The Industrial Business Advisory Council, a cornerstone of the Bloomberg Administration’s initiatives to support the industrial sector, is set for its first meeting on August 1. This advisory body will ferment the working relationship between industrial businesses and the City agencies and policies that support them.
The City’s industrial sector plays an important role in diversifying the City’s economy, providing well-paying jobs to New Yorkers and enabling local consumption. Responsible for developing, producing, storing, distributing, and recycling goods, the diverse industrial sector will now be represented by 16 members serving two-year terms. The members—nominated by the public—range from academics, to successful developers, but are predominately business owners. Prominent members include Limor Fried, founder ofAdafruit Industries, the Manhattan-based open source hardware company; Andrew Kimball, President of the Brooklyn Navy Yard, an Industrial Business Zone known for its innovative businesses; and Mike Schwartz, co-founder of Bad Ass Organics, a Long Island City-based food line and organic culinary incubator.
The New York City Economic Development Corporation’s Industrial Desk, with the support of City Hall, will act as the convening body for these quarterly meetings. The Desk will leverage its Interagency Industrial Steering Committee to better involve the business community in the formation of policy and regulation rollouts. These efforts are part of a larger effort announced in June 2011 to reinvigorate New York City’s industrial sector. The new programs and initiatives fall into three categories: Increasing access to updated, affordable, and right-sized industrial spaces; creating new financing resources and increasing access to existing programs; and better aligning City resources with industrial businesses’ needs. These initiative categories were developed through data analysis from industrial studies as well as through extensive interviews with business owners, on-the-ground technical assistance providers, and industry leaders.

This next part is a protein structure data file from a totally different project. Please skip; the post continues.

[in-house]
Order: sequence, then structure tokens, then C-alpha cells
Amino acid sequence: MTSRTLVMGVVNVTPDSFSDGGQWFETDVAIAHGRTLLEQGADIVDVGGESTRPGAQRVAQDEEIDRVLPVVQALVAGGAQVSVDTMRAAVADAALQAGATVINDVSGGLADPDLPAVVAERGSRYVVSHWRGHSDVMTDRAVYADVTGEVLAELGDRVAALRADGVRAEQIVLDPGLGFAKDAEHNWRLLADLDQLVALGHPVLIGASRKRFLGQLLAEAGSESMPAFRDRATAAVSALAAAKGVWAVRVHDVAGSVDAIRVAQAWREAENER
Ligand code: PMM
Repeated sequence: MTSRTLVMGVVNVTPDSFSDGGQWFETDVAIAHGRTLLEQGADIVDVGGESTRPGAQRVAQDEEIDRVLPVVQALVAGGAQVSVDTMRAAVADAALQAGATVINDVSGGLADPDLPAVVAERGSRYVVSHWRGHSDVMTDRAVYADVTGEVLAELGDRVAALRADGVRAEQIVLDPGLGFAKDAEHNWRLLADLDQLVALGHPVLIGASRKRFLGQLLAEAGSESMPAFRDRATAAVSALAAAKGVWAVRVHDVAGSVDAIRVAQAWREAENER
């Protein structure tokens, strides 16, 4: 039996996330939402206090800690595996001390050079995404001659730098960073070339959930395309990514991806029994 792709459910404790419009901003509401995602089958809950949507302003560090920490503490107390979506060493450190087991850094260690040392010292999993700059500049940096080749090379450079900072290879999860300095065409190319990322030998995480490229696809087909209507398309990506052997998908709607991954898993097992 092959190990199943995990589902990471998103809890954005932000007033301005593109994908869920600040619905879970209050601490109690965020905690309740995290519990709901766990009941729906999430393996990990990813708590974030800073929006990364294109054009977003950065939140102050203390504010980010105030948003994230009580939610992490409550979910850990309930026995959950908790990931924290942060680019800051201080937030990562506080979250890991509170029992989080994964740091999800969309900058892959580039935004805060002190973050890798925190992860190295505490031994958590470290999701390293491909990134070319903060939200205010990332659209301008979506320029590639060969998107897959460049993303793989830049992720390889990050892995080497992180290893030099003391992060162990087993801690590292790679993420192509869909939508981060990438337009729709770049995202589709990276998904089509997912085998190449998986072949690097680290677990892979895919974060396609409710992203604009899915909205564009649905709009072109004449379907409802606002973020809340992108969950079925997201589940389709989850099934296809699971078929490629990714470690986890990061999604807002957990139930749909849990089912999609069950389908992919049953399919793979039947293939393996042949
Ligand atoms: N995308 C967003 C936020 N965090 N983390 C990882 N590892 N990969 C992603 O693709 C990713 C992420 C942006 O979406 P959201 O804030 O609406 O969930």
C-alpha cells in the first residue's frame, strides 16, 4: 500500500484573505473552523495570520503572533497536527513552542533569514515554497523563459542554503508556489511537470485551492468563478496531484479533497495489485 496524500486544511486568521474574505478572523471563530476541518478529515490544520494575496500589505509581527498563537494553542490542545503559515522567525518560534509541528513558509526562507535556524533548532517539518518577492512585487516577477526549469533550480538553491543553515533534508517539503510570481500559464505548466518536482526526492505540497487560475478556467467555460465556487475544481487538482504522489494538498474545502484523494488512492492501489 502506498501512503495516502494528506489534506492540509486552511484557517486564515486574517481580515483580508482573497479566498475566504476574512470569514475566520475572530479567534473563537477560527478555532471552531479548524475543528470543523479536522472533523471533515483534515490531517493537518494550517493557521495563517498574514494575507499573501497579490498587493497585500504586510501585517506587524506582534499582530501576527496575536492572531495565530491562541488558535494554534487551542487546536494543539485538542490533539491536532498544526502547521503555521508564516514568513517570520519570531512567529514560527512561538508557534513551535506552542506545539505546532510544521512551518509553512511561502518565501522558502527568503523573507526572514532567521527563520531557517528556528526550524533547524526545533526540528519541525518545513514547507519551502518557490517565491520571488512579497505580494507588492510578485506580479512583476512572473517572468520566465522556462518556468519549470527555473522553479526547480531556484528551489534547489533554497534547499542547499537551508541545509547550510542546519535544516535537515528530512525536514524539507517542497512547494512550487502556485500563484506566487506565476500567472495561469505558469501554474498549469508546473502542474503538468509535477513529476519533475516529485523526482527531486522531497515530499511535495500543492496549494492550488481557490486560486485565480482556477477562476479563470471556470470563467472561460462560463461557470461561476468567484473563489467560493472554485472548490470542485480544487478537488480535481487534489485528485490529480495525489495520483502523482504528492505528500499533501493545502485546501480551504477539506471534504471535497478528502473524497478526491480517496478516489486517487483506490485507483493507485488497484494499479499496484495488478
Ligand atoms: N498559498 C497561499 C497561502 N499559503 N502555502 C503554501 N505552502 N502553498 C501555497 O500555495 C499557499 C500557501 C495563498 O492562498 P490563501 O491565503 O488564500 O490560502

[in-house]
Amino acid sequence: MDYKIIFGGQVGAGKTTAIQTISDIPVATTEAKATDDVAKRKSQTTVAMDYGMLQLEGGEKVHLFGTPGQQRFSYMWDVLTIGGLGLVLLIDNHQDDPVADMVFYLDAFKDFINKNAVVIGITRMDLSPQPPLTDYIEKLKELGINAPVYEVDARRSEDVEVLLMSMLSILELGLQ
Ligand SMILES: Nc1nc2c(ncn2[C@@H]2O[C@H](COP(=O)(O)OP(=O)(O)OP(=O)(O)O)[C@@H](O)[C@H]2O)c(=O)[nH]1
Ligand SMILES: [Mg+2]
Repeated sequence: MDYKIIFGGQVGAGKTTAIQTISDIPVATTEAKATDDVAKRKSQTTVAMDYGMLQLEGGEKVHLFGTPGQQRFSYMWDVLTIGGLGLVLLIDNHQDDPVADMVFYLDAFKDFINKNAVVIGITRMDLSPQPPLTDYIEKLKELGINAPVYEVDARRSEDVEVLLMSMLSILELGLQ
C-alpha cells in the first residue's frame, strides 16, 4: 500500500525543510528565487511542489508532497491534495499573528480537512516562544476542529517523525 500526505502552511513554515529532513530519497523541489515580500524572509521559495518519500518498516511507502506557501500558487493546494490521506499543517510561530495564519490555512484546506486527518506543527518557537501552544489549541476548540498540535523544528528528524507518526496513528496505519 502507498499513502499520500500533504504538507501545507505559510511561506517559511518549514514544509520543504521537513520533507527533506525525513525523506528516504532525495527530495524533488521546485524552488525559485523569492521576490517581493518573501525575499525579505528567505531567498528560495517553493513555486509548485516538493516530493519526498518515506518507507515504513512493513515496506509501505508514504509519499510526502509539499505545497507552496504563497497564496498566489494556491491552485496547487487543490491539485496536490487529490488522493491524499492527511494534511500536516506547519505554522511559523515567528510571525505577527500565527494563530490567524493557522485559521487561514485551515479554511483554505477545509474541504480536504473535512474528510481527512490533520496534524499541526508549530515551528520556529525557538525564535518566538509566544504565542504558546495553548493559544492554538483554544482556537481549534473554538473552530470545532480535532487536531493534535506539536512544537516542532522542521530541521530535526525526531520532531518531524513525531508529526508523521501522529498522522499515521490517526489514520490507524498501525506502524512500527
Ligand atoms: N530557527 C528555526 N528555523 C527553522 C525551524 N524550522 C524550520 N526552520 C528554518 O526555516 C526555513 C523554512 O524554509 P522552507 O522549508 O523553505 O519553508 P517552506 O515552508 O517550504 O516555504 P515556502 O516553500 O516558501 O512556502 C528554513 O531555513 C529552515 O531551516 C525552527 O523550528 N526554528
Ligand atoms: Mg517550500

In all, these initiatives will result in activating, modernizing and/or preserving up to 9 million square feet of industrial space, creating and/or retaining up to 30,000 direct and indirect, industrial or industrial-driven jobs (on-going and construction) over the next 20 years, and generating $150 million in gross direct fiscal revenues for the City by 2021.
-Miquela Craytor, Director, Industrial Initiatives, Center for Economic Transformation
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